The problem with two-way communication is that it goes two ways.
The web opened new opportunities to engage and interact with consumers. But it’s also given voice to some of the crankiest, most vocally disenfranchised people on Earth. When any half-wit blogger can take a chunk out of your brand with a keystroke, how exactly do you control your message?
The obvious answer: you don’t. Less obvious: Nobody ever has. Brands exist in the minds of consumers, and minds are notoriously hard to control. Product, service and circumstance have far more to do with a brand than a company’s efforts to manage it. If the product mix is not up to snuff, the web makes it even harder to hide. For some brand managers that’s a curse. For others, salvation.
Take Domino’s Pizza. Long before the Internet, Domino’s had built a major international brand around their 30-minute delivery guarantee, which they celebrated in a 1983 ad campaign featuring a giggly troll who chilled pizzas for a living. When a troubled young man in Atlanta first saw the spots, he decided the tagline—Avoid the Noid—hit just a little too close to home. So Kenneth Lamar Noid grabbed a .357 pistol, stormed a local Domino’s and held two employees hostage for five hours, demanding, among other things, a free pizza. The incident was resolved without violence. It was not a disaster for Domino’s, but it was hardly a red-letter day in message control.
The real disaster struck 10 years later, when a St. Louis jury awarded $78 million to a woman who was run over by a Domino’s driver. The accident was one in a long series attributed to the 30-minute guarantee, which had, in effect, turned America’s streets into a game of Super Mario Kart. Domino’s CEO denounced the award but abandoned the guarantee, and with it a key competitive advantage.
Then last year, a new set of woes; a group of Domino’s employees filmed themselves snotting on pizzas and stuffing cheese into places where no cheese should go. The video was a huge viral hit and a PR nightmare for Domino’s. They spun. They managed. They texercised damage control. But as they dug deeper, they discovered something more disturbing than the video.
People detested their pizza.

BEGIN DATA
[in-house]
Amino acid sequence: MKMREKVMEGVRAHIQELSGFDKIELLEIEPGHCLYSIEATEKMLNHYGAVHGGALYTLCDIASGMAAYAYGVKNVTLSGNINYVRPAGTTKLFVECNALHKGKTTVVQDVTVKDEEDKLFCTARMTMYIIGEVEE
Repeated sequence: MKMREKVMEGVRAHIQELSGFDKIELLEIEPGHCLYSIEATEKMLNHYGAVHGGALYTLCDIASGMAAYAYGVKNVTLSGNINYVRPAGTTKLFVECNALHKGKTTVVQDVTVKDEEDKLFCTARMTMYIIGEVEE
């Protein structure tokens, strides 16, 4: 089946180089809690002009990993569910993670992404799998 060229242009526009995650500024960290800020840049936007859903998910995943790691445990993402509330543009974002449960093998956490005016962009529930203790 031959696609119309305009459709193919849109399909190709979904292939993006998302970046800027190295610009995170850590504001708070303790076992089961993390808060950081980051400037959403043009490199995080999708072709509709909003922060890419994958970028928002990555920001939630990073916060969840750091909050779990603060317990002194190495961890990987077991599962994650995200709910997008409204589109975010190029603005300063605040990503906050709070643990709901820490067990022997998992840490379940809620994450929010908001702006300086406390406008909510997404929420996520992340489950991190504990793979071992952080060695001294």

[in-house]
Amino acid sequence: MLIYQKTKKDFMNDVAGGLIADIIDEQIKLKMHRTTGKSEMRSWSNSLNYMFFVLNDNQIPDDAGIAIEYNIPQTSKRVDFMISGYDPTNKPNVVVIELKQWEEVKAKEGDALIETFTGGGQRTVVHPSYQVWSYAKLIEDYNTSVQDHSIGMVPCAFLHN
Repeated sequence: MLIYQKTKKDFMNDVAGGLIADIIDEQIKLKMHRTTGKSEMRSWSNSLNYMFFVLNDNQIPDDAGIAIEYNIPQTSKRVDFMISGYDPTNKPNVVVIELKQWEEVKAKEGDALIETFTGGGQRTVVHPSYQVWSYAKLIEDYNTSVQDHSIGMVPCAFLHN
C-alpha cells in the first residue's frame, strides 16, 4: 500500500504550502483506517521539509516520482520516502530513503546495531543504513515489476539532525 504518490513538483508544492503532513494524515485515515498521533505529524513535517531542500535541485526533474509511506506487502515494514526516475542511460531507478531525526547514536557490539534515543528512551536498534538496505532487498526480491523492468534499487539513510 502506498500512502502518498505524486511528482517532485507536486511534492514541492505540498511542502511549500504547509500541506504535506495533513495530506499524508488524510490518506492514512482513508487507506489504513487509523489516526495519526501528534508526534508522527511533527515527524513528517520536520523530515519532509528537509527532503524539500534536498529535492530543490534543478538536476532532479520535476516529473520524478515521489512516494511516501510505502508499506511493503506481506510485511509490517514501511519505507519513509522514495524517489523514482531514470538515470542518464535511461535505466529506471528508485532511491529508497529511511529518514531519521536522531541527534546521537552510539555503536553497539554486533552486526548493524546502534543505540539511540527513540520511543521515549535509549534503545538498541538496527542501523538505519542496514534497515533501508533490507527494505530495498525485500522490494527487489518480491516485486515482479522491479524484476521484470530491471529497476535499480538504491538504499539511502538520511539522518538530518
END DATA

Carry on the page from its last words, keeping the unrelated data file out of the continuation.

“’Worst excuse for pizza I’ve ever tasted,’” intoned one Domino’s customer. “The crust tastes like cardboard.” “The sauce is like ketchup.” So numerous and vitriolic were the consumer reviews that together they amounted to a wholesale indictment of Domino’s product. But as devastating as it was, the criticism gave Domino’s the mandate they needed to take a life-saving risk.
They spent millions reformulating their recipe. They upgraded ingredients, changed suppliers, and revamped procedures worldwide. In December 2009, Domino’s rolled out the new recipe with a new ad campaign—this one designed to live on the web where both their problems and their markets now resided. The campaign was a stunning admission of failure on the one hand. On the other, it was a bold realignment of product and message, one that recognized candor and transparency as the new currency of online brands. Domino’s introductory salvo began with a TV campaign that showed their own customers blasting the product.
More and more, enlightened companies are starting to grasp the implications of losing control. They’re building new structures and schema around the burgeoning realities of the web. Most major airlines now use Twitter to address service issues directly, in real time. Coke and NetFlix have ceded control of their Facebook pages to the fans who first created them, accepting the bad along with the considerable good. And in March of 2010, Domino’s reported a 14.3 percent increase in same-store sales and an 18.1 percent growth in revenues, most of which they attribute to their reinvention.
Sometimes you just gotta lose it.
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